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Submerge the VICTA

Ship & Boat International eNews: December 2020

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A new diver deployment craft, designed to effortlessly switch between surface and subsurface operations, is due to make its debut in 2021. Developed primarily by UK-based SubSea Craft, VICTA is primarily aimed at the defence market, with an emphasis on special forces missions. The idea has been to provide a vessel that can operate both on and beneath the surface, effectively functioning as a fast response craft/submersible hybrid –described by its maker as a diver delivery unit (DDU).

 

VICTA's development was influenced and assisted by BAR Technologies, SCISYS (now acquired by CGI), Sonardyne and Diverse Marine. Tim Chicken, SubSea Craft CCO, tells Ship & Boat International: “Applications could include surveillance, intelligence-gathering and recon, but it can also be used for direct action, and support and influence. VICTA could land an advance force within an area ahead of the main force, for example.” Other applications could include protection of naval infrastructure and coastal defence.

 

The concept is intended to create a sweet spot between a covert recon vessel and a bulkier submarine, offering levels of flexibility and agility that the typical submarine lacks. And, as a 12m x 2.3m, 6tonne unit, VICTA can be packed into a container and transported to locations by road, launched from a mothership or directly dropped into the water from a jetty, thanks to 640mm draught. 

 

VICTA has been fashioned from carbon fibre with a Diab core, selected for its superior strength to fibreglass. The vessel can host two crew and six divers, and can descend to 30m, fully functional at pressures up to 4bar. When VICTA arrives at its area of deployment, the cabin fills with water as the divers prepare to disembark and commence their mission. The divers exit horizontally via gull-wing side doors – or, if deemed necessary, vertically via the vessel’s adjustable sunroof. “The user can park VICTA on the seafloor, and all eight persons can deploy,” Chicken adds. Alternatively, crew can use the DDU to carry a payload of sensors, or transport ROVs to the diver area and launch and operate these vehicles from the VICTA.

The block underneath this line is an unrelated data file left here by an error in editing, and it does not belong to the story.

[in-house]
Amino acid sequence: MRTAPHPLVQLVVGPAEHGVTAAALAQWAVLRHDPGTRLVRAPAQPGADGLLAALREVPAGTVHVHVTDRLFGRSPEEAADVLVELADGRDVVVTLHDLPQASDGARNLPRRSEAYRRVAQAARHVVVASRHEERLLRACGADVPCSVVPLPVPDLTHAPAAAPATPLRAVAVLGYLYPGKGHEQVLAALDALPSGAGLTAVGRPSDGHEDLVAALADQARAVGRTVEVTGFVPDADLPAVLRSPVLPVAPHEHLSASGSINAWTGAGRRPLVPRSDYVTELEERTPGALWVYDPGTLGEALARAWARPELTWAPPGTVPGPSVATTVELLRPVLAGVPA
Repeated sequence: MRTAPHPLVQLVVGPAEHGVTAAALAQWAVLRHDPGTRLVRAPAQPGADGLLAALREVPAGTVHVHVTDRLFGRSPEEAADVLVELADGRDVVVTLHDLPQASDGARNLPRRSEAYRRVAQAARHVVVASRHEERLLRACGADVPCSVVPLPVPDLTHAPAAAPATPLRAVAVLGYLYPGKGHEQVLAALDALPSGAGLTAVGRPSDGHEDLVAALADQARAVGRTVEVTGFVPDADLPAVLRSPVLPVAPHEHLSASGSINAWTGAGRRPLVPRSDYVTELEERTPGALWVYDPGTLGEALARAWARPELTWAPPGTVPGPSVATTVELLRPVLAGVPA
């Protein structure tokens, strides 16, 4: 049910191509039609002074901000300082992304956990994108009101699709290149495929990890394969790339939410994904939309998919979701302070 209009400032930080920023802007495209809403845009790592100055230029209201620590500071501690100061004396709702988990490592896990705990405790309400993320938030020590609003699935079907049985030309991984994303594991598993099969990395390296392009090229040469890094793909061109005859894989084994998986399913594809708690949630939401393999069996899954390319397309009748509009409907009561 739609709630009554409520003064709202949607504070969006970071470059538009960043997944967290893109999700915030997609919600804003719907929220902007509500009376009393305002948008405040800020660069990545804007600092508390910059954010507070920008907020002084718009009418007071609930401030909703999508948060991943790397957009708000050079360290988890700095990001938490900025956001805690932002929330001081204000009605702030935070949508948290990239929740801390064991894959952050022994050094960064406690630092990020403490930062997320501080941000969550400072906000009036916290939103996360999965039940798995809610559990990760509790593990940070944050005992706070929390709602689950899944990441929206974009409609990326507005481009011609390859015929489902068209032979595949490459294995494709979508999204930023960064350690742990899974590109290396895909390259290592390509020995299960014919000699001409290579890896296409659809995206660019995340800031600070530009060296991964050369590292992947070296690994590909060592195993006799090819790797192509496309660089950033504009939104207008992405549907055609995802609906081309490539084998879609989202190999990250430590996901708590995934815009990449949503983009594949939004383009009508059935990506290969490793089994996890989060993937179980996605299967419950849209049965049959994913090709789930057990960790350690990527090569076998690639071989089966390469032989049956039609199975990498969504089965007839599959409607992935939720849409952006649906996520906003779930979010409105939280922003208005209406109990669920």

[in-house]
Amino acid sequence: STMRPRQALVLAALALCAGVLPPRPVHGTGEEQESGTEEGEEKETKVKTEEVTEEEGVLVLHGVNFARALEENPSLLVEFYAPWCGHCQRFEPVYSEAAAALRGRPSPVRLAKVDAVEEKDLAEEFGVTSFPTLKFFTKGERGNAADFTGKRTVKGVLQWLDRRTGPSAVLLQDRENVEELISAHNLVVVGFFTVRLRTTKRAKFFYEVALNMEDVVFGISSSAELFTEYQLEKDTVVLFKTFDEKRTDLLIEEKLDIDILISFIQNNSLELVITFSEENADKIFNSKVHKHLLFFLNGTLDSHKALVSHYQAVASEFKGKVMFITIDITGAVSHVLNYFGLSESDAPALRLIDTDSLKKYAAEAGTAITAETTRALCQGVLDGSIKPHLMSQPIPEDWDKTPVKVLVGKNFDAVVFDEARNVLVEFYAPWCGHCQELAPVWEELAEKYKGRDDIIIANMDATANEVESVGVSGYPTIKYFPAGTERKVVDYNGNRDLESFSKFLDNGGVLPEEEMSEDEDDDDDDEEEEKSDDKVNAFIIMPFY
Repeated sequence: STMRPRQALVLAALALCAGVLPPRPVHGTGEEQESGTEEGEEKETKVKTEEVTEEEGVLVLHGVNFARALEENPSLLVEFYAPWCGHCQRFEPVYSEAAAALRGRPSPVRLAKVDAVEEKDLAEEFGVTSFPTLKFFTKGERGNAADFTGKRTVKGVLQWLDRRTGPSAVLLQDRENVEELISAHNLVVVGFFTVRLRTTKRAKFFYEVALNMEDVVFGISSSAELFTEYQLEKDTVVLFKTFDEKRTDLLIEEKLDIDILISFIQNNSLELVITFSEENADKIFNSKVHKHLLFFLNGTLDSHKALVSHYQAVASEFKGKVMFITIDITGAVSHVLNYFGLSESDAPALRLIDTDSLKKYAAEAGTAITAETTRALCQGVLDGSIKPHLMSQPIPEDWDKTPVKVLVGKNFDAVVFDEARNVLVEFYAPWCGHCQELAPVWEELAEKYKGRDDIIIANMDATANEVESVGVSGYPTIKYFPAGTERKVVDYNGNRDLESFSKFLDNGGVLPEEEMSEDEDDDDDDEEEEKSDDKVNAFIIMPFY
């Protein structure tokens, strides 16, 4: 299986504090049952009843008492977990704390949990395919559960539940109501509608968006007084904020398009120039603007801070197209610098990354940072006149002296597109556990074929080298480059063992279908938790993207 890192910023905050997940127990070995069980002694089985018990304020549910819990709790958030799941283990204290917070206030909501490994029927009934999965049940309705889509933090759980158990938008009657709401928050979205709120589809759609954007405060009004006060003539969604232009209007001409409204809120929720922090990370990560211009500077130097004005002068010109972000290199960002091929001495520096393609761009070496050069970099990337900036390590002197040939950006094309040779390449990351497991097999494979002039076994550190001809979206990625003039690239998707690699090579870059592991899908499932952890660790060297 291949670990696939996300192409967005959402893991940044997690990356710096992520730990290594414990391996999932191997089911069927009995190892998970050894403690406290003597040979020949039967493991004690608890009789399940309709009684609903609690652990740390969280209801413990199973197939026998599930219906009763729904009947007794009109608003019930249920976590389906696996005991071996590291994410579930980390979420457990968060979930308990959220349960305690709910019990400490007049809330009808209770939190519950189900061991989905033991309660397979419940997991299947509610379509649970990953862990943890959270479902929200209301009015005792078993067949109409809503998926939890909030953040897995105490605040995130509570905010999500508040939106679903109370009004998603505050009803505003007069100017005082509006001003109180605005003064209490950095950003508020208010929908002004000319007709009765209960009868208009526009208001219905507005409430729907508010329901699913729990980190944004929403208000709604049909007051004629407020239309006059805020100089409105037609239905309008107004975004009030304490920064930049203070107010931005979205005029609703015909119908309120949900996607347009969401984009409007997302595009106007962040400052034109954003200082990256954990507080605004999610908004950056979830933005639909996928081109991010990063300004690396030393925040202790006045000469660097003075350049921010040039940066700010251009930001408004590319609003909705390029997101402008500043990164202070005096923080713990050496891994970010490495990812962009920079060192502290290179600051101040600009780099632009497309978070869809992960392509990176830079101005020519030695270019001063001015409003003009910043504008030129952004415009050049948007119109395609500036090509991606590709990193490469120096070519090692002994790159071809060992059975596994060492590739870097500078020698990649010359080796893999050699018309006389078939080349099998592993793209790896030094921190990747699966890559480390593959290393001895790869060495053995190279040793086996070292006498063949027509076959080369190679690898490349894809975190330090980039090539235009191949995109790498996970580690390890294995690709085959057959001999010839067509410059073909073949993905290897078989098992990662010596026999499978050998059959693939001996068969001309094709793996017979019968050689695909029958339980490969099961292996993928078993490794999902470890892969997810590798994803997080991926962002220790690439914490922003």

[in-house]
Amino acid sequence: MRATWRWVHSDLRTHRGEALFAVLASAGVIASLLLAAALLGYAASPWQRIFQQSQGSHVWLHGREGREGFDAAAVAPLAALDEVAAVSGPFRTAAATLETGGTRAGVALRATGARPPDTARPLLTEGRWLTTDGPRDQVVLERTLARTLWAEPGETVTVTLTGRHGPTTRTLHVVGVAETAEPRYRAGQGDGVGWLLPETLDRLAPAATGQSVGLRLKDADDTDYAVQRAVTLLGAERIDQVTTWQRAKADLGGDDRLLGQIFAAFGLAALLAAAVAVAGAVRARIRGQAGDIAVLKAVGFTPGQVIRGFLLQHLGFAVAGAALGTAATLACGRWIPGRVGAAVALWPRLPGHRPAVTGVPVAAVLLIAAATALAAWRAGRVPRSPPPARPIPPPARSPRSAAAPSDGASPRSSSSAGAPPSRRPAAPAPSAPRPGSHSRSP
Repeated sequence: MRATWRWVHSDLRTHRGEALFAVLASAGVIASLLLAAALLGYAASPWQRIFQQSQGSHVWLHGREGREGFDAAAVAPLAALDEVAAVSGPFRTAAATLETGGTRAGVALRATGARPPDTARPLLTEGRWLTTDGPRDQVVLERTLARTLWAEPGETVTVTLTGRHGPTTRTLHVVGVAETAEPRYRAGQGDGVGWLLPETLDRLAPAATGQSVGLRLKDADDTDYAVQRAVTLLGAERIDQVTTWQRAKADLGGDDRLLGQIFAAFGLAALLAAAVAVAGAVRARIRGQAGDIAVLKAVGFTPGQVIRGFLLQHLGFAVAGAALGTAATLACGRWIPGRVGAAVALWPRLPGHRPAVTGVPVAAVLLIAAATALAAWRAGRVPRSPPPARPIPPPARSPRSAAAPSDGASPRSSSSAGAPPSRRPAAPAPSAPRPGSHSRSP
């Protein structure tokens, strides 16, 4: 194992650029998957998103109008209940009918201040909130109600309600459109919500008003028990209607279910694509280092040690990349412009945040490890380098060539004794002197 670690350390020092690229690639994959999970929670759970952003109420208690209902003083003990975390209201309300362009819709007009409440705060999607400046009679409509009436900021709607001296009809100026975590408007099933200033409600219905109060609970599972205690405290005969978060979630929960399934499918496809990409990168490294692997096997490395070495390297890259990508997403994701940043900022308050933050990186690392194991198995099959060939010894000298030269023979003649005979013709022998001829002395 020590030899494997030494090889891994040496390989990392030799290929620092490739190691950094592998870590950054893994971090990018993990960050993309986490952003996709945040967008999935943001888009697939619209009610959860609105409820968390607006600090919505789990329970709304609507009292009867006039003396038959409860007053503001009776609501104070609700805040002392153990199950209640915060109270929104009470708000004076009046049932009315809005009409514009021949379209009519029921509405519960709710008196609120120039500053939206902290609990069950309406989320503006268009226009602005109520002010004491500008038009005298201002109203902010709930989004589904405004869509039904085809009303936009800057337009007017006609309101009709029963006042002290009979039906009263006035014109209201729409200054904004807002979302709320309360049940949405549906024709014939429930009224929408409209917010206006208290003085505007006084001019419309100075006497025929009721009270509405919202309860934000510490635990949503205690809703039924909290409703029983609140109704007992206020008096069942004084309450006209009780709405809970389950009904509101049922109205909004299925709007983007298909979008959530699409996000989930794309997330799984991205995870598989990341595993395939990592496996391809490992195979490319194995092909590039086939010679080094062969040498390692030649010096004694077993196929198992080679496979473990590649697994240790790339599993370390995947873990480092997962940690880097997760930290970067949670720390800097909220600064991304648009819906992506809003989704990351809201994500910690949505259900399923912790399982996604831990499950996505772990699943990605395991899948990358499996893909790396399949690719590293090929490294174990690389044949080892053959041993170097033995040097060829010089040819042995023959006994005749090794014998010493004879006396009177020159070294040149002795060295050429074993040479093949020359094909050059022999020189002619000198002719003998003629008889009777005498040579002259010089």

The DDU incorporates a hybrid fuel arrangement, powered primarily by a customised 540kW SeaTek diesel engine, which has been fully sub-marinised to withstand complete immersion in saltwater. The engine drives a Kongsberg FF37 waterjet through a Twin Disc MG 5082 gearbox, enabling speeds of up to 40knots when travelling on the surface. In ‘surface mode’, the VICTA has an endurance of 250nm.

 

When it’s time to descend beneath the surface, VICTA switches to two SubCTech Li-ion battery packs, rated a combined 140kWh. These packs can power the craft in ‘submersible mode’ for up to four hours, equating to a range of 25nm when carrying a full complement.  Naturally, given the method of operation, the batteries are secured within waterproof compartments. It should take approximately two minutes for VICTA to transition from surface to submersible operations, SubSea Craft estimates.

 

Under the surface, a series of hydroplanes kick into action, to grant the DDU high degrees of manoeuvrability and stability. These comprise: two Copenhagen VXL 15kW main thrusters; two Copenhagen XL trim thrusters, forward, rated 3.5kW apiece; and two Copenhagen VM trim thrusters, aft, rated 2kW each. As a submersible, the VICTA has a cruise speed of 6knots, increasing to 8knots when in sprint mode.

 

(For the full in-depth article and technical particulars, please see Ship & Boat International November/December 2020)